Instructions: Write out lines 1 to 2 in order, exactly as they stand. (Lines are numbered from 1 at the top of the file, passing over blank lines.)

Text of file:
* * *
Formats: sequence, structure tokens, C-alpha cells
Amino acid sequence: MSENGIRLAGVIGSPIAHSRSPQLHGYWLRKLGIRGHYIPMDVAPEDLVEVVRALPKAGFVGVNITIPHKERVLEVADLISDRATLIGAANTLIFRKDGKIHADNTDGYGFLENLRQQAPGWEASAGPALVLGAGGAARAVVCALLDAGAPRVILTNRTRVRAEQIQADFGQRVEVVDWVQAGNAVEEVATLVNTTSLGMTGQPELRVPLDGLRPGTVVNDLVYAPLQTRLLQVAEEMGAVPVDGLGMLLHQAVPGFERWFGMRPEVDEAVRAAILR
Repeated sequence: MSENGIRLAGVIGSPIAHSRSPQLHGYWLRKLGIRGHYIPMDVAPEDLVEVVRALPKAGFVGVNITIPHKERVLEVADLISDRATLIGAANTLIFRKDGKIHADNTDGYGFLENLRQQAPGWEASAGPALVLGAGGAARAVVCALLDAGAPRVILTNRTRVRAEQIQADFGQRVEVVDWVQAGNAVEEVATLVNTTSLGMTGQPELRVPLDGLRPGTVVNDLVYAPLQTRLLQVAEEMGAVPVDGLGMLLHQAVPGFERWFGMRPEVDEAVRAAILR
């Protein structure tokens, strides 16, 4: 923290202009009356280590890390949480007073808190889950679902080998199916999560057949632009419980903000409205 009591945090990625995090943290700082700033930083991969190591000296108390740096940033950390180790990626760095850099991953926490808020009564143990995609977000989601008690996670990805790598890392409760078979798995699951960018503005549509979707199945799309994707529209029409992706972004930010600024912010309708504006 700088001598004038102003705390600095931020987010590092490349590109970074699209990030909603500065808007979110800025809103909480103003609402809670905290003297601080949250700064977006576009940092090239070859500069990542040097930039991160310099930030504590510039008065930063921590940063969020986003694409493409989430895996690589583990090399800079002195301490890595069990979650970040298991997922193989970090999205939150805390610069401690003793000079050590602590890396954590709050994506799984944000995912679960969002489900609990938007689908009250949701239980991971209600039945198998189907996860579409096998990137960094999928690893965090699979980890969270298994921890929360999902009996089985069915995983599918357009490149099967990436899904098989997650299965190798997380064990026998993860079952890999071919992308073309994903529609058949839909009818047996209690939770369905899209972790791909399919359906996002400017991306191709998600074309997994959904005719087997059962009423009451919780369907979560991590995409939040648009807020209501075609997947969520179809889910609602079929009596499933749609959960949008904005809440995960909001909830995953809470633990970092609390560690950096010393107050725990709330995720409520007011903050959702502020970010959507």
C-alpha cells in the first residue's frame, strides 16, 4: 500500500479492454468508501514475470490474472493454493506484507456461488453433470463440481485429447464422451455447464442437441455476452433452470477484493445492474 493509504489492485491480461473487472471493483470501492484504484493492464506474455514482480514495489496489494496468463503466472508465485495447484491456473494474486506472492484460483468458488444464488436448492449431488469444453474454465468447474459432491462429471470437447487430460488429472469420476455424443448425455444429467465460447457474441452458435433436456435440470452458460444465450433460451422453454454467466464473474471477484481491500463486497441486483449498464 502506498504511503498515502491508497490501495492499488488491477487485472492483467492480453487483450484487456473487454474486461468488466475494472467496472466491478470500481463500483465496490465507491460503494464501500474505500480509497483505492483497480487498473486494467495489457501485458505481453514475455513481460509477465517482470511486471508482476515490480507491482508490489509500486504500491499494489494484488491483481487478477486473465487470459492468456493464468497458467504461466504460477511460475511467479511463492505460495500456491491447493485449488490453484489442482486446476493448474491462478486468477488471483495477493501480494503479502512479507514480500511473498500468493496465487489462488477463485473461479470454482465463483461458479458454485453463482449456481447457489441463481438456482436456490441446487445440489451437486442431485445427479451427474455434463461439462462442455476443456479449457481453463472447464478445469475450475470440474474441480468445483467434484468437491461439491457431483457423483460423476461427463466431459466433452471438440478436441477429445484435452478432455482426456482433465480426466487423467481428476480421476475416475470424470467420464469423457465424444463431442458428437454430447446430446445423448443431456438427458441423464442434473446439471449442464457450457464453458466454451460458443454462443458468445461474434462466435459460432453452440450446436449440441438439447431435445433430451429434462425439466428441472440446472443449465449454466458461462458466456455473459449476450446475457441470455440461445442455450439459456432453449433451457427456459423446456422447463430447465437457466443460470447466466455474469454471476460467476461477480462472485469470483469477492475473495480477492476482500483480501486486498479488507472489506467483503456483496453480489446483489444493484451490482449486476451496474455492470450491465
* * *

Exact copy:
Formats: sequence, structure tokens, C-alpha cells
Amino acid sequence: MSENGIRLAGVIGSPIAHSRSPQLHGYWLRKLGIRGHYIPMDVAPEDLVEVVRALPKAGFVGVNITIPHKERVLEVADLISDRATLIGAANTLIFRKDGKIHADNTDGYGFLENLRQQAPGWEASAGPALVLGAGGAARAVVCALLDAGAPRVILTNRTRVRAEQIQADFGQRVEVVDWVQAGNAVEEVATLVNTTSLGMTGQPELRVPLDGLRPGTVVNDLVYAPLQTRLLQVAEEMGAVPVDGLGMLLHQAVPGFERWFGMRPEVDEAVRAAILR